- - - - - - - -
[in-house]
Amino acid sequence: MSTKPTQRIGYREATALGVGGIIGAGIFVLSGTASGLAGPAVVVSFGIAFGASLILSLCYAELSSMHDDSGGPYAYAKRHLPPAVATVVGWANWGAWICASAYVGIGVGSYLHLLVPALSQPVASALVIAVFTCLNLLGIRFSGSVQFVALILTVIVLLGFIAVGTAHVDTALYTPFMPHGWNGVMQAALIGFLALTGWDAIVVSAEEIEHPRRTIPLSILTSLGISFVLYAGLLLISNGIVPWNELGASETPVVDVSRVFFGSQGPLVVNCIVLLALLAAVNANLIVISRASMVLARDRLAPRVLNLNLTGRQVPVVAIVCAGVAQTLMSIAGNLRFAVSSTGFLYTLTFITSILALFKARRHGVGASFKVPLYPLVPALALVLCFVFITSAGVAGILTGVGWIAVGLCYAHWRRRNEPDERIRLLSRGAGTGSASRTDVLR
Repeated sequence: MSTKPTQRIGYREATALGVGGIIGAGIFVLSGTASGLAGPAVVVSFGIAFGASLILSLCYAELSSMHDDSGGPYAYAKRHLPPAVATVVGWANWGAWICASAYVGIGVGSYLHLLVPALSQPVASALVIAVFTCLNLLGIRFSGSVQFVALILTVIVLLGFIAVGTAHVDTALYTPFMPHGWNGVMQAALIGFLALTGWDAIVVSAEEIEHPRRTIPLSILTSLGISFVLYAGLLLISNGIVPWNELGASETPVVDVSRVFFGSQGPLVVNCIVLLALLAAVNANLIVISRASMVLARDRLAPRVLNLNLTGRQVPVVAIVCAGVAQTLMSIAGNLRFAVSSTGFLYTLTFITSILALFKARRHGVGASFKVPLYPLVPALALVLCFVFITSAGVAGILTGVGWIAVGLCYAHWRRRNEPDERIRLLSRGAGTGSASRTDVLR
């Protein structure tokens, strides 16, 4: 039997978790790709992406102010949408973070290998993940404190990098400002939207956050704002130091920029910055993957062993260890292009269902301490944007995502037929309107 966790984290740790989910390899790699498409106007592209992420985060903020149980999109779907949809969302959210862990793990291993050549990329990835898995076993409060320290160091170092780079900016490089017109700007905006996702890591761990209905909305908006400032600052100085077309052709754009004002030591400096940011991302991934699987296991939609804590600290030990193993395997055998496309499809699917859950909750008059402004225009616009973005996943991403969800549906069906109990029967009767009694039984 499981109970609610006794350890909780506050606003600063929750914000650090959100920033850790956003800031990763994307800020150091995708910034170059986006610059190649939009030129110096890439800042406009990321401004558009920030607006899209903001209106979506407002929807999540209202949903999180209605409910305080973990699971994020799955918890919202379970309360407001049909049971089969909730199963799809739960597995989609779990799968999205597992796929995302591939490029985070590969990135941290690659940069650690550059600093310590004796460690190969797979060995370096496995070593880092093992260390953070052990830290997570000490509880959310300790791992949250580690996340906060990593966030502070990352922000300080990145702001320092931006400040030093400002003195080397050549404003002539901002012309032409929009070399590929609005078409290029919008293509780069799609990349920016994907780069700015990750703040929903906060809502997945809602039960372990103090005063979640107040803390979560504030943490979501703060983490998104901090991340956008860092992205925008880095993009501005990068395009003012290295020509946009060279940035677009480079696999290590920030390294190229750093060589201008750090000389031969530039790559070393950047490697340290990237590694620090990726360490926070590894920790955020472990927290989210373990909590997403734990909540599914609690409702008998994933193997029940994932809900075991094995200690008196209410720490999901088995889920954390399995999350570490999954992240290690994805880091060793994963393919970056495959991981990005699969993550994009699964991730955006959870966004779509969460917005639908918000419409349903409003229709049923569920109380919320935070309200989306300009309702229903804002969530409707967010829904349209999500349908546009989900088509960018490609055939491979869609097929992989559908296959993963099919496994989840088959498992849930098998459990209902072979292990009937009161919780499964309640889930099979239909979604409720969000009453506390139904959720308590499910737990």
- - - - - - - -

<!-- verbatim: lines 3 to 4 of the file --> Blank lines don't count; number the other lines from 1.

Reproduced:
Repeated sequence: MSTKPTQRIGYREATALGVGGIIGAGIFVLSGTASGLAGPAVVVSFGIAFGASLILSLCYAELSSMHDDSGGPYAYAKRHLPPAVATVVGWANWGAWICASAYVGIGVGSYLHLLVPALSQPVASALVIAVFTCLNLLGIRFSGSVQFVALILTVIVLLGFIAVGTAHVDTALYTPFMPHGWNGVMQAALIGFLALTGWDAIVVSAEEIEHPRRTIPLSILTSLGISFVLYAGLLLISNGIVPWNELGASETPVVDVSRVFFGSQGPLVVNCIVLLALLAAVNANLIVISRASMVLARDRLAPRVLNLNLTGRQVPVVAIVCAGVAQTLMSIAGNLRFAVSSTGFLYTLTFITSILALFKARRHGVGASFKVPLYPLVPALALVLCFVFITSAGVAGILTGVGWIAVGLCYAHWRRRNEPDERIRLLSRGAGTGSASRTDVLR
């Protein structure tokens, strides 16, 4: 039997978790790709992406102010949408973070290998993940404190990098400002939207956050704002130091920029910055993957062993260890292009269902301490944007995502037929309107 966790984290740790989910390899790699498409106007592209992420985060903020149980999109779907949809969302959210862990793990291993050549990329990835898995076993409060320290160091170092780079900016490089017109700007905006996702890591761990209905909305908006400032600052100085077309052709754009004002030591400096940011991302991934699987296991939609804590600290030990193993395997055998496309499809699917859950909750008059402004225009616009973005996943991403969800549906069906109990029967009767009694039984 499981109970609610006794350890909780506050606003600063929750914000650090959100920033850790956003800031990763994307800020150091995708910034170059986006610059190649939009030129110096890439800042406009990321401004558009920030607006899209903001209106979506407002929807999540209202949903999180209605409910305080973990699971994020799955918890919202379970309360407001049909049971089969909730199963799809739960597995989609779990799968999205597992796929995302591939490029985070590969990135941290690659940069650690550059600093310590004796460690190969797979060995370096496995070593880092093992260390953070052990830290997570000490509880959310300790791992949250580690996340906060990593966030502070990352922000300080990145702001320092931006400040030093400002003195080397050549404003002539901002012309032409929009070399590929609005078409290029919008293509780069799609990349920016994907780069700015990750703040929903906060809502997945809602039960372990103090005063979640107040803390979560504030943490979501703060983490998104901090991340956008860092992205925008880095993009501005990068395009003012290295020509946009060279940035677009480079696999290590920030390294190229750093060589201008750090000389031969530039790559070393950047490697340290990237590694620090990726360490926070590894920790955020472990927290989210373990909590997403734990909540599914609690409702008998994933193997029940994932809900075991094995200690008196209410720490999901088995889920954390399995999350570490999954992240290690994805880091060793994963393919970056495959991981990005699969993550994009699964991730955006959870966004779509969460917005639908918000419409349903409003229709049923569920109380919320935070309200989306300009309702229903804002969530409707967010829904349209999500349908546009989900088509960018490609055939491979869609097929992989559908296959993963099919496994989840088959498992849930098998459990209902072979292990009937009161919780499964309640889930099979239909979604409720969000009453506390139904959720308590499910737990």